Ever heard of blockchain? If you have, maybe bitcoin is the first thing that comes to mind, but on Tuesday Shoreditch House’s library was packed with music professionals talking and listening to how it might change our entire industry. Blockchain is the new buzzword in the industry, but despite all the hype there is a lot of confusion about what it is, how it will work, and when it will be ready for use. Our Co-founder and COO Maria is part of the female music industry collective She Said So, and she was asked to put together a panel on this daunting topic.
We’ll give you the highlights from the day, but you can listen to the entire panel discussion at the bottom of this post.
Coming from a broad spectrum of disciplines in the industry, the blockchain panel was moderated by Sam Taylor from CMU (you can sign up to their daily industry news for free), with Claire Mass from Communion Music, Juliana Meyer from SupaPass, Elizabeth Larcombe from 7digital, Victoria Hesketh aka Little Boots and Phil Barry from Ujo on the panel.
So, what is Blockchain?
It’s a technology as well as a concept, and bitcoin is probably the most famous example of blockchain in use. The panellists pointed out that this technology is changing all the time, and so rapidly we’re not sure what it will look like in a few months from now. Blockchain is a way of storing, organising and sharing data, and it’s making its way into the music industry.
The panel discussed how musicians, managers and labels can use blockchain to fight fraud, create smart contracts and secure payments, to help with the industry wide issue of transparency and copyright databases.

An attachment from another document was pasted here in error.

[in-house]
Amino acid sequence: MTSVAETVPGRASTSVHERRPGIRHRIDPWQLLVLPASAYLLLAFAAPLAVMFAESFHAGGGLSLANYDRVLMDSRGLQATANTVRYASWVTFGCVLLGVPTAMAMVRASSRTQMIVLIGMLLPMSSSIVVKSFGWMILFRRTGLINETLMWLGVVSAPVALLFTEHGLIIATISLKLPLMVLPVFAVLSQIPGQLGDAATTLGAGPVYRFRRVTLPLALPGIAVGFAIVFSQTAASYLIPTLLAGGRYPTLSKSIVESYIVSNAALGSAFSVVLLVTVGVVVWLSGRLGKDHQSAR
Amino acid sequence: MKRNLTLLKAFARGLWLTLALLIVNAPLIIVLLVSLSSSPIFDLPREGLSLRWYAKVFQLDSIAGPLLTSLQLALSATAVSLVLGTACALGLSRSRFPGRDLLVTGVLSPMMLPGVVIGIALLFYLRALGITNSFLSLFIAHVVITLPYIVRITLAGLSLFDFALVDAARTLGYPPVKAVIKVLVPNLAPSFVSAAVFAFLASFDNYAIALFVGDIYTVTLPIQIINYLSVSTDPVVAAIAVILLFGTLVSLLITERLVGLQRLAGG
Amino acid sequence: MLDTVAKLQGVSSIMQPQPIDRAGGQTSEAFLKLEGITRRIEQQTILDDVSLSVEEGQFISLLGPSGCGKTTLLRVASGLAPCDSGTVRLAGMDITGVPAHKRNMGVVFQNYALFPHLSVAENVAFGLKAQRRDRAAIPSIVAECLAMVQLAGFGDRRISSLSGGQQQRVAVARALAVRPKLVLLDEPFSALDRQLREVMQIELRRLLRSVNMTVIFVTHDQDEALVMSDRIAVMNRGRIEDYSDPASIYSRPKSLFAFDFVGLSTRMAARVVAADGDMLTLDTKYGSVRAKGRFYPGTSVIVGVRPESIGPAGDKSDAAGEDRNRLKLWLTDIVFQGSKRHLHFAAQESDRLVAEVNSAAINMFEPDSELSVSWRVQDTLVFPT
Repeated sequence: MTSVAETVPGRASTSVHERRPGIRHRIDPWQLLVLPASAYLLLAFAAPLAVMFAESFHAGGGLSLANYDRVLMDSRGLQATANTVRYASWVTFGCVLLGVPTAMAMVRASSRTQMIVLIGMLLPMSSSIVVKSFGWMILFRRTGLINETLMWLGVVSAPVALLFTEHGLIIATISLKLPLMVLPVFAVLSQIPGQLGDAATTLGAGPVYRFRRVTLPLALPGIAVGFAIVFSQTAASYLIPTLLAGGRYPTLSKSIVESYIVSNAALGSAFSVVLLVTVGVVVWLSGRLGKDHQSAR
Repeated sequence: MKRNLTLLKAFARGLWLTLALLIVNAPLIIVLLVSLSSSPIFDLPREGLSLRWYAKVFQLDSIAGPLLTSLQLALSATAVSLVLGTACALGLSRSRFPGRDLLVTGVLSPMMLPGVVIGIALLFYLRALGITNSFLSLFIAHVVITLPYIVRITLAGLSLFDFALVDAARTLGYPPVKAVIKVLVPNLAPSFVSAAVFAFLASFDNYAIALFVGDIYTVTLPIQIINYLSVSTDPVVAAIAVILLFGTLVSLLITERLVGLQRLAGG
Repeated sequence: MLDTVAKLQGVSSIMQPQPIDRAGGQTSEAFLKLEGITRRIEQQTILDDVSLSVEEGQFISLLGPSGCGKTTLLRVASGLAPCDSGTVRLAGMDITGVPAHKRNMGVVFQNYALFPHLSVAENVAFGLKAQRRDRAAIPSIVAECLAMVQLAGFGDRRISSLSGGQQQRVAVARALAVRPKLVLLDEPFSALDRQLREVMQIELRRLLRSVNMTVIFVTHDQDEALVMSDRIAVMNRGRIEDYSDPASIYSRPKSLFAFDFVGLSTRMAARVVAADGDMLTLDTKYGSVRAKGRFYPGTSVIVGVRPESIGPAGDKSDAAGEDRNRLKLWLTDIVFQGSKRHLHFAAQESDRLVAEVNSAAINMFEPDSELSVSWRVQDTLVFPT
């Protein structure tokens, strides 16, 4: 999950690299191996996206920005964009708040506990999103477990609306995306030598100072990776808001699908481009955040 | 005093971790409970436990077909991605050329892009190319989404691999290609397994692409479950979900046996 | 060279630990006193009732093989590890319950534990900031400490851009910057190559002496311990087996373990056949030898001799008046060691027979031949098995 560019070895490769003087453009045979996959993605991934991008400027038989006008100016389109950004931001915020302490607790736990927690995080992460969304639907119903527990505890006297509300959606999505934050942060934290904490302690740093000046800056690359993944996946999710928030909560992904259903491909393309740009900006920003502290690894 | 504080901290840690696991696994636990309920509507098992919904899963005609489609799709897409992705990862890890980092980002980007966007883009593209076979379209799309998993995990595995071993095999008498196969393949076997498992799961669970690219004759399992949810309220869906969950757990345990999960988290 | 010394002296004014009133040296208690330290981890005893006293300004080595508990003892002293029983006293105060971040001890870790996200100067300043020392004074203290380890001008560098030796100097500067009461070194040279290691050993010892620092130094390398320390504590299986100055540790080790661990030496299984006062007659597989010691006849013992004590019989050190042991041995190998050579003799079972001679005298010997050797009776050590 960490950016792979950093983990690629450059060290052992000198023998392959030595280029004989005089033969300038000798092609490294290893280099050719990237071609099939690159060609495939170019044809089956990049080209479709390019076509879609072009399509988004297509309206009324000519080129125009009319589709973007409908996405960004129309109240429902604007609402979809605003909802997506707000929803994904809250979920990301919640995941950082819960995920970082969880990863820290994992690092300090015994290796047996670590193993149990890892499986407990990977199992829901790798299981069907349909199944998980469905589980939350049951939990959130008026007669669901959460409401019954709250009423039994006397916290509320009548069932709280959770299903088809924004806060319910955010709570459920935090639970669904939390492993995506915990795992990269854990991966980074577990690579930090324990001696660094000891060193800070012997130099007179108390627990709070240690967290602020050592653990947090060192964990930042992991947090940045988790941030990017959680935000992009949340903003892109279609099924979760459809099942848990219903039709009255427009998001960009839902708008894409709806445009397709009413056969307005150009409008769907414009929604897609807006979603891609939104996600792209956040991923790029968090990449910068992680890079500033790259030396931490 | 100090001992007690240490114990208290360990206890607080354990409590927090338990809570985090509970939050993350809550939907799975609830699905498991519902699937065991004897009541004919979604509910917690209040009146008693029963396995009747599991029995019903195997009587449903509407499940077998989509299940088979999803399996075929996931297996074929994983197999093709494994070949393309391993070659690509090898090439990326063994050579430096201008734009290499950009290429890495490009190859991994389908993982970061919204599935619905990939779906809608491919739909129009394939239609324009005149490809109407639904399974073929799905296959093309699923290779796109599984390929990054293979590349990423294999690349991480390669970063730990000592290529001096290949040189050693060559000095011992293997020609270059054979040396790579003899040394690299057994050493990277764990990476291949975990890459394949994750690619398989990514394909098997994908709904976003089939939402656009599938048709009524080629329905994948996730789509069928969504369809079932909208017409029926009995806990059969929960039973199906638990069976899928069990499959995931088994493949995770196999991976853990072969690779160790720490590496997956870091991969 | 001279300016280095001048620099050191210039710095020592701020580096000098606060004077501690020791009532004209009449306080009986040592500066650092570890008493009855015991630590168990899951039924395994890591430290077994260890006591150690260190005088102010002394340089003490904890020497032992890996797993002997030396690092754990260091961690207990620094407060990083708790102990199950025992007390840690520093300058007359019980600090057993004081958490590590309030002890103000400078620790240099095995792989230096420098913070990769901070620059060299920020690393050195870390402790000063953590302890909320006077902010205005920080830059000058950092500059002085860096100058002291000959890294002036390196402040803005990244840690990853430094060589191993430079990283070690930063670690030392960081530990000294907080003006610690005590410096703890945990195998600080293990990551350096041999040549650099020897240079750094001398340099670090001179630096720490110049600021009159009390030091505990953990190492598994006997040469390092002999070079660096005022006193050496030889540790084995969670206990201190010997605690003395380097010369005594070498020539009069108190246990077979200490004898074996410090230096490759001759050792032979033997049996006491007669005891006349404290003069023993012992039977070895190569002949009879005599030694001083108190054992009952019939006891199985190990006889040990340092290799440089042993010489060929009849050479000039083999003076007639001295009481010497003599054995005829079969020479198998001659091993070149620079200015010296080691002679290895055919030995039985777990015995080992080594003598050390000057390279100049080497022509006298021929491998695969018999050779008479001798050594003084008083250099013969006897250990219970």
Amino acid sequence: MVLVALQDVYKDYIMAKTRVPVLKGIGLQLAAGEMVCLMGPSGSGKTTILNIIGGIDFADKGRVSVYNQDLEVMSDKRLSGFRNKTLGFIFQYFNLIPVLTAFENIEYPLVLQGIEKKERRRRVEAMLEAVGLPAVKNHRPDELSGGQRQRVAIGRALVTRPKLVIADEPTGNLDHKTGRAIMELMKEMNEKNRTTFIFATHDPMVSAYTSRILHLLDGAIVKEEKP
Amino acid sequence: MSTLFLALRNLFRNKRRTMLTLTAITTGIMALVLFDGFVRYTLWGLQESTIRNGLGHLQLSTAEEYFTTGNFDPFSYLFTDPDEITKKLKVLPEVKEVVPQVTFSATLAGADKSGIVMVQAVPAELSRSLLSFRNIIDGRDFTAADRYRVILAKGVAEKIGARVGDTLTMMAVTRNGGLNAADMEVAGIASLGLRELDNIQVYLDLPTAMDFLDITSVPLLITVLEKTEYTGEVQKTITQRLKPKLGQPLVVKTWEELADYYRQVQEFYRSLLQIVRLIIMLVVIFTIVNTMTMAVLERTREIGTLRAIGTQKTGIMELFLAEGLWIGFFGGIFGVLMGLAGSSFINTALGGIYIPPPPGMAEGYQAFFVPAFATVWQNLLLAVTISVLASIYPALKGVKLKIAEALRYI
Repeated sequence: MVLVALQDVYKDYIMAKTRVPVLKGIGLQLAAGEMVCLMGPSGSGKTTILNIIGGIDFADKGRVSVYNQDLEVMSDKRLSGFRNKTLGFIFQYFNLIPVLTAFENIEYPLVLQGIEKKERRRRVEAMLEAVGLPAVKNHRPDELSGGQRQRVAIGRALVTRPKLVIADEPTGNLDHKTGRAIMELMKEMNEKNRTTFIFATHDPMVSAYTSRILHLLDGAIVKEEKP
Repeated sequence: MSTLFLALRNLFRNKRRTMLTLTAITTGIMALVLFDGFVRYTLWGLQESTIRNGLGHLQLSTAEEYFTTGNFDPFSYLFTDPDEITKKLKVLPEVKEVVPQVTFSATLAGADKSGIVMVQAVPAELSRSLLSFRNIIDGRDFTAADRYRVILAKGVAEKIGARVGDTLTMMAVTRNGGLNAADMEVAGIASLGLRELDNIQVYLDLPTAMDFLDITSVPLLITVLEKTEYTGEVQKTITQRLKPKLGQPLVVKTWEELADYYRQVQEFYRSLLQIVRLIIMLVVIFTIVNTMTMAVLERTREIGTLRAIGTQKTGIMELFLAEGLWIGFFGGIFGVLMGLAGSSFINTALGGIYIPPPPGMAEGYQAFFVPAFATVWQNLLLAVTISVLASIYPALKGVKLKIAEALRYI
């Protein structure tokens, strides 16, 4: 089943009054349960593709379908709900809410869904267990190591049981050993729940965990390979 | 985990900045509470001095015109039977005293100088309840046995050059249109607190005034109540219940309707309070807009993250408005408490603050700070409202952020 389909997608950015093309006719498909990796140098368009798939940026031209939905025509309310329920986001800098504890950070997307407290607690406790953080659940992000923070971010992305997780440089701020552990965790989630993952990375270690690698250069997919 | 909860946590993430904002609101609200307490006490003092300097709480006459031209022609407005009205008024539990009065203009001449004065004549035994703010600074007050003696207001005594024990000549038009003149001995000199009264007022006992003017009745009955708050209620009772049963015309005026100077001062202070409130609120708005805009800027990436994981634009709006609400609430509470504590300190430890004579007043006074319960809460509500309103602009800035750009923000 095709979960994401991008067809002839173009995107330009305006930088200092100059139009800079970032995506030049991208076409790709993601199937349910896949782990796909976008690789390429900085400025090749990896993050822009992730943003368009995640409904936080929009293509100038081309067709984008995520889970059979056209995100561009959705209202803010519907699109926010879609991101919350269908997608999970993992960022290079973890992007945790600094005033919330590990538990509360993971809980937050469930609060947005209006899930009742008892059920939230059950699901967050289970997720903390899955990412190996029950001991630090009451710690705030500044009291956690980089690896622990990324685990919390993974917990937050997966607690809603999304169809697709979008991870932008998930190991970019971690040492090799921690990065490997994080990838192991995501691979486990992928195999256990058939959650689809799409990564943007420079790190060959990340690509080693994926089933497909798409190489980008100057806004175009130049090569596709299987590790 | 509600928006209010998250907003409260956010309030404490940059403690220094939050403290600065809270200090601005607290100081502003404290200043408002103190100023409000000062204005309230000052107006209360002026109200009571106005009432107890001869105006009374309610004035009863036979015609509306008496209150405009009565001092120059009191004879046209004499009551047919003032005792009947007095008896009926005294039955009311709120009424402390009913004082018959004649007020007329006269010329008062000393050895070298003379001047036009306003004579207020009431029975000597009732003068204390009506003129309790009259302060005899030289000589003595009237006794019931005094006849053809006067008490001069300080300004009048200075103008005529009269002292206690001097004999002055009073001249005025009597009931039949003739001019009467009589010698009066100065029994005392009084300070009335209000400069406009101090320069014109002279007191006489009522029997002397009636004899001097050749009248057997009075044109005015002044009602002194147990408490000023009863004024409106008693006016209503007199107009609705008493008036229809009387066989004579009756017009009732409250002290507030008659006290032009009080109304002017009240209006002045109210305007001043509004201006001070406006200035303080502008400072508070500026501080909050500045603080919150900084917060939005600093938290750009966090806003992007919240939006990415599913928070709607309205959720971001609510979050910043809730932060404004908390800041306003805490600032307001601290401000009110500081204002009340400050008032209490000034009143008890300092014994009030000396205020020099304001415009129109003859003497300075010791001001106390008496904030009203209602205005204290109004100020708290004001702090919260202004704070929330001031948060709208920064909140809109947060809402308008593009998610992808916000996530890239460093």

How Will it Work?
The concept of blockchain is based on transparency; meaning information is visible to everyone. An example of this information or data could be all the details for a song, including who all the different rights owners are (writers, publishers etc.) and how much of the song they own. With blockchain data can be altered, but never erased (you will always be able to find historical data). Importantly, data will never be duplicated, as it’s always pulled from a main source. This gets rid of errors when copying information, which today leads to many song owners being paid very late, or sometimes never, when someone has used their song.
Sometime in the near future your DAW might have the option to bounce your music to a blockchain file, and streaming services like Spotify could decide that they will only accept new music in blockchain format. It’s not an easy concept to fully grasp but it certainly offers a lot of interesting opportunities.
When is it Ready for Use?
The short answer is that it’s already in use. Artists such as Imogen Heap and Little Boots are using blockchain already, leading the way for more artists to join in the ranks. The long answer… well, for blockchain to be successful it needs to be adopted by some of the larger players. We’re talking about major labels, streaming services and publishers. The panel agreed that only then will everyone else follow suit. When will this happen you might ask? Well, the panel had very different thoughts on how long it will take before blockchain becomes mainstream: one went for an optimistic 15 months, another to a dire 15 years (actually, Little Boots jokingly went for a million years). We’ll just have to wait and see.
Listen to the podcast below for the full discussion.